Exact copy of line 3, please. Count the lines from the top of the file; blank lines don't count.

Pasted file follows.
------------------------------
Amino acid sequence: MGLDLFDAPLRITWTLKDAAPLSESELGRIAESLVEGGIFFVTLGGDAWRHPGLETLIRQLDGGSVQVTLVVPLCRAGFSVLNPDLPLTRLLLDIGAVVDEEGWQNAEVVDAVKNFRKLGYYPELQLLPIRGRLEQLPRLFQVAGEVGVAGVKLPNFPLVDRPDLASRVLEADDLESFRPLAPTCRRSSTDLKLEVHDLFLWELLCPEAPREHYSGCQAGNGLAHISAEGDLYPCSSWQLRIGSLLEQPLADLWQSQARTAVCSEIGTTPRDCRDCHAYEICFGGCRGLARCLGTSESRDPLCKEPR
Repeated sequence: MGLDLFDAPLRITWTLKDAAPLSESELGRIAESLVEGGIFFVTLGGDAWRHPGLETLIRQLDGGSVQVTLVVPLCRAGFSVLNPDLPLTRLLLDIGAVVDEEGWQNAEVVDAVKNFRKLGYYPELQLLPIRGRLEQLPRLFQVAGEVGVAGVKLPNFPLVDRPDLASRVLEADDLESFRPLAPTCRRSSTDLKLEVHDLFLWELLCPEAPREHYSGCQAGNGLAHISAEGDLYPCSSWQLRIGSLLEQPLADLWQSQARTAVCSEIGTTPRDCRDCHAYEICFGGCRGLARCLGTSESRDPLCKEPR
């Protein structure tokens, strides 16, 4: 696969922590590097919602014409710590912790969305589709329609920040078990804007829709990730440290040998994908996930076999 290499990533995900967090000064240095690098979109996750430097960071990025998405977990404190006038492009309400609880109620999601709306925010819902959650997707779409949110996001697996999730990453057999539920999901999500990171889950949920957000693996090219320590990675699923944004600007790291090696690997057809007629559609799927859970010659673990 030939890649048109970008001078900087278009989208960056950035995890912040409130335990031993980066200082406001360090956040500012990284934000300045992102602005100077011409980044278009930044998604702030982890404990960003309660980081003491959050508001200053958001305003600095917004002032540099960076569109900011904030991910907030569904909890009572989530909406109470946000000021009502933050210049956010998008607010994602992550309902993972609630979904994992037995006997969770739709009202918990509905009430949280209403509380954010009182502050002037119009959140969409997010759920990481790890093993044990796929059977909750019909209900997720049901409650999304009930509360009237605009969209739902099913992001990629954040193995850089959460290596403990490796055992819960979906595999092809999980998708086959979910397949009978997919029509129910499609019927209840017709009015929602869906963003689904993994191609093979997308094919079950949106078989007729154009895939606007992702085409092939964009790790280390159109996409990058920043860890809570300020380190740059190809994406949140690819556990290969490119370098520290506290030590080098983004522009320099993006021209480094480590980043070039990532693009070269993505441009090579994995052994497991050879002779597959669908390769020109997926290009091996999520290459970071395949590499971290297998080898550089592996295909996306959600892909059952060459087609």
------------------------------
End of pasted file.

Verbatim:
């Protein structure tokens, strides 16, 4: 696969922590590097919602014409710590912790969305589709329609920040078990804007829709990730440290040998994908996930076999 290499990533995900967090000064240095690098979109996750430097960071990025998405977990404190006038492009309400609880109620999601709306925010819902959650997707779409949110996001697996999730990453057999539920999901999500990171889950949920957000693996090219320590990675699923944004600007790291090696690997057809007629559609799927859970010659673990 030939890649048109970008001078900087278009989208960056950035995890912040409130335990031993980066200082406001360090956040500012990284934000300045992102602005100077011409980044278009930044998604702030982890404990960003309660980081003491959050508001200053958001305003600095917004002032540099960076569109900011904030991910907030569904909890009572989530909406109470946000000021009502933050210049956010998008607010994602992550309902993972609630979904994992037995006997969770739709009202918990509905009430949280209403509380954010009182502050002037119009959140969409997010759920990481790890093993044990796929059977909750019909209900997720049901409650999304009930509360009237605009969209739902099913992001990629954040193995850089959460290596403990490796055992819960979906595999092809999980998708086959979910397949009978997919029509129910499609019927209840017709009015929602869906963003689904993994191609093979997308094919079950949106078989007729154009895939606007992702085409092939964009790790280390159109996409990058920043860890809570300020380190740059190809994406949140690819556990290969490119370098520290506290030590080098983004522009320099993006021209480094480590980043070039990532693009070269993505441009090579994995052994497991050879002779597959669908390769020109997926290009091996999520290459970071395949590499971290297998080898550089592996295909996306959600892909059952060459087609």